• Meet Patrick Kavanagh, Seamus Heaney, and other post-Revival poets who understood the intricacies of Irish history but who had different views of national identity that in some cases ran completely against the project of Yeats.

Great art is historical, and while this survey of great writers goes deep into both ancient myths and the modern aesthetic, this course presents historical context you wouldn’t find in an ordinary literature class. Likewise, this literary vantage presents a unique view of history that facts and figures alone wouldn’t cover.

Survey the Political and Aesthetic Quest for an Irish Identity

One central tension Irish writers faced was what language to write in. Did they express national solidarity by writing in Irish, and risk a career of provincial obscurity? Or did they choose to reach a wider audience in English, the language of the conqueror? This choice is fraught with complex political questions about freedom and identity—a long and complicated battle over many decades.

Here, Professor Conner unpacks the quest for an independent identity and introduces you to many of its key figures.

  • Meet Wolfe Tone and the other early revolutionaries who saw independence as a worthy goal.
  • Encounter Daniel O’Connell as he succeeded in achieving Catholic emancipation but failed to secure a repeal of the Act of Union.
  • Follow the rise and fall of Charles Stewart Parnell and his Home Rule Bill.
  • Witness James Connolly, Patrick Pearse, and other revolutionaries stage the Easter Rising of 1916.
  • Watch as Michael Collins led a guerilla campaign culminating in a treaty that laid the groundwork for a free Ireland.
  • Find out how Eamon de Valera re-entered politics after the Irish Civil War and eventually led the country to a complete break with Britain.

The literature of the period presents a unique window into this captivating story, because while the political leaders and revolutionaries were acting to carve out an Irish identity on the world’s stage, poets, playwrights, and novelists were creating the Irish identity in their works and capturing the essence of this epic struggle. For instance, Yeats’s great poem “Easter 1916” contains the famous lines, “All changed, changed utterly: / A terrible beauty is born.” Find out what Yeats meant and how he viewed the political turmoil of his day.

Another masterful Irish author, James Joyce, spent his career largely in exile and is often viewed as a primarily European-Modernist writer. But as you’ll discover in this course, it is impossible to separate his Irish identity from his fiction. The struggle for independence underlies all of his great works, from the citizens’ paralysis in the stories of Dubliners to the domestic concerns of A Portrait of the Artist as a Young Man to his new notion of heroism in Ulysses. Stepping into the events contemporary with their writing deepens our understanding of these books, and engaging with these books deepens our understanding of history.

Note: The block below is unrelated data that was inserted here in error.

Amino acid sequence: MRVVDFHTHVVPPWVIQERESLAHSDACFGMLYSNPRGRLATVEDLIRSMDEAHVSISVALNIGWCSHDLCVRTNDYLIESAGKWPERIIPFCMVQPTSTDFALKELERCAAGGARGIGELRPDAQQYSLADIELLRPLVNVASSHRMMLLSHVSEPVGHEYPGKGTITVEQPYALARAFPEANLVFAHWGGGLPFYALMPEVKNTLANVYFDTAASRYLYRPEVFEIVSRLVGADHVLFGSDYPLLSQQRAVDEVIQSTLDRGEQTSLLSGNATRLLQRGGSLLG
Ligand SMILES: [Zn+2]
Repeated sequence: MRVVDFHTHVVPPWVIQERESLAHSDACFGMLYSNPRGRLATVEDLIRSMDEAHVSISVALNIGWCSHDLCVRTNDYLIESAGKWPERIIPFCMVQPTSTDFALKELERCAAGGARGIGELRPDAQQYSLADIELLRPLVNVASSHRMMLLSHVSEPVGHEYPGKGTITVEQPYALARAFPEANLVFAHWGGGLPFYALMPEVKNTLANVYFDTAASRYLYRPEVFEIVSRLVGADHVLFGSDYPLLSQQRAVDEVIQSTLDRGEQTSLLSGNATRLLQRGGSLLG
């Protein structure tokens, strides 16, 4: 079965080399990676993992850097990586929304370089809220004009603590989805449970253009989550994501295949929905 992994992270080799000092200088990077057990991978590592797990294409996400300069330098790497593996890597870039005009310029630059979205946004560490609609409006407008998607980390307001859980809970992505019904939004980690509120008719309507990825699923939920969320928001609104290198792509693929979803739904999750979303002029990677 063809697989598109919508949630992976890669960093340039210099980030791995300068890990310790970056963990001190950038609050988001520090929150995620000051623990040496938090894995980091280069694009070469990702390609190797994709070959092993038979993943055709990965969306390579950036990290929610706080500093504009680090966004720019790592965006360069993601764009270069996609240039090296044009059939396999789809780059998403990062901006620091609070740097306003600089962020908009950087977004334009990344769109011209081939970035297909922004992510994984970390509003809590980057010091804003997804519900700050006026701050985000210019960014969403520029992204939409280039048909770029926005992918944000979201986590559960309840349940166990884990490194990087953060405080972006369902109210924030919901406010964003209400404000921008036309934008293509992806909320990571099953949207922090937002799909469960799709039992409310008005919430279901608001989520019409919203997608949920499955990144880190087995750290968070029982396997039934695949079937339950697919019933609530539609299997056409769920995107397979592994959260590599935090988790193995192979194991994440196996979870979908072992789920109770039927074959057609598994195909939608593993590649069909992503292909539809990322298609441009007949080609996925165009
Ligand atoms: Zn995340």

Gain New Appreciation for the Irish Identity

The course of Irish history is often a story of conflict, but it is also the story of endurance. The people of Ireland persevered through a centuries-long pursuit of independence, and the culmination of their political fight for self-determination also coincided with the flowering of their quest to define cultural identity.

Whether you’re studying the Dublin lockouts and Bloody Sunday or re-thinking the definition of heroism in Ulysses (written against the backdrop of World War I), the Irish Renaissance is a powerful, complex period—and Professor Conner’s unique approach in The Irish Identity: Independence, History, and Literature brings this riveting history to life.

“Many monumental occurrences and artistic events rocked the world in the late 19th and early 20th centuries as Ireland gradually shook off the shackles of British rule. Alongside a long and painful political process arose one of the greatest flourishings of literature in modern times—a spirited discourse among those who sought to shape their nation’s future, finding the significance of their bloody present intimately entwined with their legendary past.

  • 1902: Yeats’s play Cathleen ni-Houlihan debuts in Dublin, spreading a mythic story that inspires Irish nationalists.
  • 1916: A group of rebels takes over key landmarks throughout Dublin in a failed attempt to spark a revolution across the country.
  • 1916: James Joyce publishes A Portrait of the Artist as a Young Man, a deeply personal reflection of his own exploration of identity, mirroring Ireland’s struggle to define its national identity.
  • 1921: Michael Collins returns from England with a treaty by which the transition to an independent Ireland can finally begin, but back home, nationalists are extremely displeased.

As nationalists including Charles Stewart Parnell, Patrick Pearse, and Michael Collins studied their political situation and sought a road to independence, writers such as W. B. Yeats, James Joyce, J. M. Synge, Lady Gregory, and many others took a close look at the emerging Irish identity and captured the spirit of the nation’s ongoing history in their works.”

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36 lectures
 |  Average 31 minutes each
  • 1
    Roots of Irish Identity: Celts to Monks
    The Irish Renaissance in the early 20th century was a remarkable period for arts, literature, and culture-and it sprang out of the legendary history of the nation. To help us understand this pivotal period, Professor Conner traces the course of Irish history starting with the ancient Celts and running through the Middle Ages. x
  • 2
    Gaelic Ireland's Fall: Vikings to Cromwell
    It is impossible to understand Irish history without reflecting on its relationship with the English. Here, go back to the 1100s, when Ireland lacked a central king, and witness the Norman invasions that were the start of England's dominion over Ireland. Trace several subsequent centuries of oppressive English rule. x